Friday, April 13, 2012


Rope Poster
I just watched Rope. I don't use this blog that much and I don't feel like writing a ton about it now, but Rope is a fascinating movie. After a few film classes, this movie stands out to me for the way it embodies (and of course there's a dead body) philosophy and theory in a way that few other movies do. The ending reminding me of Germany Year Zero, which if you've seen Germany Year Zero, you'll know it doesn't end well.

On another note, if I can drag myself out of bed tomorrow there's a panel discussion on F for Fake at UCR tomorrow an the English Departments conference.

Wednesday, August 10, 2011

Police report

Living in Riverside, we often get disturbing police reports about robbings and shootings.
This one is a little different though. While nothing will beat BYU's police beat, this one is amusing in it's own California way.

To: UCR Community
Re: Coyote Sighting

On 08/06/11 at 5:33pm UCPD officers were dispatched to 3400 block of Avocado St. in the UCR Canyon Crest Family Housing area regarding a coyote that growled at an 8-year old boy. The boy's father reported that the coyote was still on the patio and was not leaving.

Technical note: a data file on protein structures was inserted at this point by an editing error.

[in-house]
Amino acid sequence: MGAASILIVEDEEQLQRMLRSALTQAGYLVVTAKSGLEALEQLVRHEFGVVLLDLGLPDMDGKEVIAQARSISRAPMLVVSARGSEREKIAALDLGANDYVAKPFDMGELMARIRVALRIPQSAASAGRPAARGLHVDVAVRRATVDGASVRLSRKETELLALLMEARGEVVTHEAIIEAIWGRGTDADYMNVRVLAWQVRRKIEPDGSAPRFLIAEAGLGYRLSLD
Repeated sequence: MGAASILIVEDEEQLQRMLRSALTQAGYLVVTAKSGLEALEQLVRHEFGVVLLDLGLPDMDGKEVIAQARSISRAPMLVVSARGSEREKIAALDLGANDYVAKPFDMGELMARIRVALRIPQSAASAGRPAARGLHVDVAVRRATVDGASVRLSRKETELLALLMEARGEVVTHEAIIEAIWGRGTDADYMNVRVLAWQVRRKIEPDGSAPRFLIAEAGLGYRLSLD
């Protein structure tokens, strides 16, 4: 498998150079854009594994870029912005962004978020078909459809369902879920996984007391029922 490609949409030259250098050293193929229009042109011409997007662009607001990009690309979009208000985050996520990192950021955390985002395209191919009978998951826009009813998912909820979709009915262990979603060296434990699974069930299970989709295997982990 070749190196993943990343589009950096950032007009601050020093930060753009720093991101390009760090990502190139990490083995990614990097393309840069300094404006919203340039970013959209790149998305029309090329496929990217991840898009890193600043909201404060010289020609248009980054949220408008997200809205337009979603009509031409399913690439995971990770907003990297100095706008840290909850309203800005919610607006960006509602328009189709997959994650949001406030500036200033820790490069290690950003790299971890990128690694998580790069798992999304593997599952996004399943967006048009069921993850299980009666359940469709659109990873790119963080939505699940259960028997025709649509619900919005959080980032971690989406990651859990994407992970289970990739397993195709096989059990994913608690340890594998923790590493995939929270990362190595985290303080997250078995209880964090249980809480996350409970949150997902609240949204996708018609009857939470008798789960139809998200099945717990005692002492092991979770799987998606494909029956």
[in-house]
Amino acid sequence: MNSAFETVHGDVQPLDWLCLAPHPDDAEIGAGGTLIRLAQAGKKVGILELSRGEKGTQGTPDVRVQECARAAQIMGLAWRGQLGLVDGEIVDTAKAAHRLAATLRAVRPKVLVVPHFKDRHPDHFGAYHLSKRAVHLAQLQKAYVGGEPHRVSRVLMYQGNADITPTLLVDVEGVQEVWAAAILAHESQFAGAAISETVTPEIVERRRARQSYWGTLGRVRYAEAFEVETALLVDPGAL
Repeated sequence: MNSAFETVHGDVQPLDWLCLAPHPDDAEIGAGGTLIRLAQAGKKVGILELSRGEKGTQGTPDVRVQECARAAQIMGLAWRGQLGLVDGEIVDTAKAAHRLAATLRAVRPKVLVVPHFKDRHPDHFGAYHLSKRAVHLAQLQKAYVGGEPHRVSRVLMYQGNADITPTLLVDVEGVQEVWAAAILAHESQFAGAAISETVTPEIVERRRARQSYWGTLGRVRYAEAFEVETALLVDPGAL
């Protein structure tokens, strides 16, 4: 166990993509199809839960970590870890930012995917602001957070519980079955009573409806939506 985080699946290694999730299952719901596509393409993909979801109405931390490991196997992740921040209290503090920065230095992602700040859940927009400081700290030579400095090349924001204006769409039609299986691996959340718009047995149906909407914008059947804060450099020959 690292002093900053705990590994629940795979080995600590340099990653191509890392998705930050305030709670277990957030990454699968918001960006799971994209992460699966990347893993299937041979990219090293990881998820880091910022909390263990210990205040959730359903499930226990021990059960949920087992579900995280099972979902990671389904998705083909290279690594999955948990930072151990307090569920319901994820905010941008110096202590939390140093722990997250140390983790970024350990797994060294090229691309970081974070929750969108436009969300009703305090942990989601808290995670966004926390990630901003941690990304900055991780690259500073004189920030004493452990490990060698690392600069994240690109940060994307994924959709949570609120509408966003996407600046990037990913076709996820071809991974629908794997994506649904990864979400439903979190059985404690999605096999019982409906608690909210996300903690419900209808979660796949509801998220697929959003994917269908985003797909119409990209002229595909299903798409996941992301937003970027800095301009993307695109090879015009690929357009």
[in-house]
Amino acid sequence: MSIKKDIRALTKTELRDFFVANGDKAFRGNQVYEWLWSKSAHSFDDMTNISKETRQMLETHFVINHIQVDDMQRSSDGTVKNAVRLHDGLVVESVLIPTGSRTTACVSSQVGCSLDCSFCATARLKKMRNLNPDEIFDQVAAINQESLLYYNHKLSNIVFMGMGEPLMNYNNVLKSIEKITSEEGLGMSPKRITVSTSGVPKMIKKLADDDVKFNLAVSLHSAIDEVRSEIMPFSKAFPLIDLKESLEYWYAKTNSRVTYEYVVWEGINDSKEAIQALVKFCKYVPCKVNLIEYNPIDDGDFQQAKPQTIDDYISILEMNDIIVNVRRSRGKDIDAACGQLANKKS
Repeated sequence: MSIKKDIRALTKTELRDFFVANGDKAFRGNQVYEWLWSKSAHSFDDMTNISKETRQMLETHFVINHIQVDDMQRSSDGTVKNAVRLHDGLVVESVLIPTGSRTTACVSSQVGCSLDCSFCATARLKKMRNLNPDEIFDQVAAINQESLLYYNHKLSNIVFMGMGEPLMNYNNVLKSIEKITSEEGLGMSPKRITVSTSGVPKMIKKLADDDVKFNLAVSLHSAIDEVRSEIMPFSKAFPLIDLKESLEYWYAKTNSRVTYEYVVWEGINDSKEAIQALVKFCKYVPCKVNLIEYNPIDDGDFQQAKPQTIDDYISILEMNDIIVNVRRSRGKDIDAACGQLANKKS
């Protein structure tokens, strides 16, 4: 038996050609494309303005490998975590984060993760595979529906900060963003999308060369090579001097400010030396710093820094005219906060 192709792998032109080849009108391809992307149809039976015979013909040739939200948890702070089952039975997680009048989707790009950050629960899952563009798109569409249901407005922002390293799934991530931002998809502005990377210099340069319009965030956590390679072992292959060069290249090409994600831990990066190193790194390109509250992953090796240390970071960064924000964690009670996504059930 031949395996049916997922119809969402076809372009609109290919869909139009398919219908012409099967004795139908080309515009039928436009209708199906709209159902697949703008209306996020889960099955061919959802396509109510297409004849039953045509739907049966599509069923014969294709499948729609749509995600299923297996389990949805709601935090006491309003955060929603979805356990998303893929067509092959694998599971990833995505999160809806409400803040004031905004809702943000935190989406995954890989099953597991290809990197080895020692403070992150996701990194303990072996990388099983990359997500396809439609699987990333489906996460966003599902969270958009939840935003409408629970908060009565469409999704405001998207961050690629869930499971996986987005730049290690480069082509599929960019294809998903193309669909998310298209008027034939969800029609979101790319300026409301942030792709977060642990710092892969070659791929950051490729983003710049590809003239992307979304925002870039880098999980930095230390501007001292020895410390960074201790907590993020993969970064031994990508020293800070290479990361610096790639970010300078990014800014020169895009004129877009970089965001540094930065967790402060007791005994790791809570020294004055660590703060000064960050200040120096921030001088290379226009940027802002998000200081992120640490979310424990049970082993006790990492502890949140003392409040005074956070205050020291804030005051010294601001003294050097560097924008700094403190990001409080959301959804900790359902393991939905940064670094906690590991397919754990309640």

When the officers arrived, the coyote ran away southbound towards Linden St. Officers followed the coyote until it ran out of Family Housing.

There have been several other coyote sightings in the area in the past few weeks. UCR Housing has contracted with an animal control service to attempt to humanely trap coyotes in the area. If you are encountered by a coyote that appears to be aggressive please call UCPD at 951-827-5222.

Below are some safety tips to keep in mind:

Do not feed any wild animals such as raccoons or deer, which encourages coyotes as well.

Keep cats indoors at all times.

Keep your dog on a leash.

Do not leave cat or dog food outside.

Keep all garbage containers closed and inaccessible. Adding ammonia or pepper spray to trash can discourage rummaging by coyotes and other wildlife.

Do not let pets out at night unless accompanied by a person.

Do not feed coyotes! Avoid overflowing bird feeders and open compost bins.

Obey leash laws. Small dogs on the loose are attractive prey for coyotes, especially at night.

Cats? Keep them inside, along with pet food bowls.

In dry climates, even a water bowl can draw coyotes.

Do not invite coyotes to build dens next to (or under) your home: Seal crawl spaces, close sheds and thin brushy areas.

Even if you love seeing coyotes, do not let them know it. If a coyote visits your yard, wave your arms, shout, spray it with a hose. Be a threat!

Description of coyotes

They have grayish, yellowish, brownish fur on the top and whitish fur underneath. They have large ears that look like triangles and a long narrow muzzle. They look a bit like a wolf, but the most important difference is when they run; a dog runs with the tail up, a wolf runs with it's tail straight out but the coyote runs with its tail down. That is one way you can tell it's a coyote

Thursday, February 3, 2011

A (brief) Review of the New York Times article "Why Criticism Matters"

Why Criticism Matters